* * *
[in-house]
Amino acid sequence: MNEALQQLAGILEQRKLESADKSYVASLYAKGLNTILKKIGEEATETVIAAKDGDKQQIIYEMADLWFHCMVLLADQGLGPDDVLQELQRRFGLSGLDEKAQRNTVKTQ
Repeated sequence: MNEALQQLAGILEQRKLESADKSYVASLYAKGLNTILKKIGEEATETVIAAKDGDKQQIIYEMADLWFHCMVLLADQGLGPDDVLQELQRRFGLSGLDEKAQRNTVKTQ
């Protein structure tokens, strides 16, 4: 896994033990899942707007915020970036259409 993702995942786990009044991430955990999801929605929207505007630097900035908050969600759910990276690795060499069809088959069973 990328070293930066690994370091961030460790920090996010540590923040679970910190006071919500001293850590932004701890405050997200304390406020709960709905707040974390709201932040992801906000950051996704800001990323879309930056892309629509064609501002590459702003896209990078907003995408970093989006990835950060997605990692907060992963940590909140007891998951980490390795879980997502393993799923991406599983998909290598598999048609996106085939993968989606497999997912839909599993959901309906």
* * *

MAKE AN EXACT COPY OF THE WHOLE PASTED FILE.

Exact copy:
[in-house]
Amino acid sequence: MNEALQQLAGILEQRKLESADKSYVASLYAKGLNTILKKIGEEATETVIAAKDGDKQQIIYEMADLWFHCMVLLADQGLGPDDVLQELQRRFGLSGLDEKAQRNTVKTQ
Repeated sequence: MNEALQQLAGILEQRKLESADKSYVASLYAKGLNTILKKIGEEATETVIAAKDGDKQQIIYEMADLWFHCMVLLADQGLGPDDVLQELQRRFGLSGLDEKAQRNTVKTQ
């Protein structure tokens, strides 16, 4: 896994033990899942707007915020970036259409 993702995942786990009044991430955990999801929605929207505007630097900035908050969600759910990276690795060499069809088959069973 990328070293930066690994370091961030460790920090996010540590923040679970910190006071919500001293850590932004701890405050997200304390406020709960709905707040974390709201932040992801906000950051996704800001990323879309930056892309629509064609501002590459702003896209990078907003995408970093989006990835950060997605990692907060992963940590909140007891998951980490390795879980997502393993799923991406599983998909290598598999048609996106085939993968989606497999997912839909599993959901309906």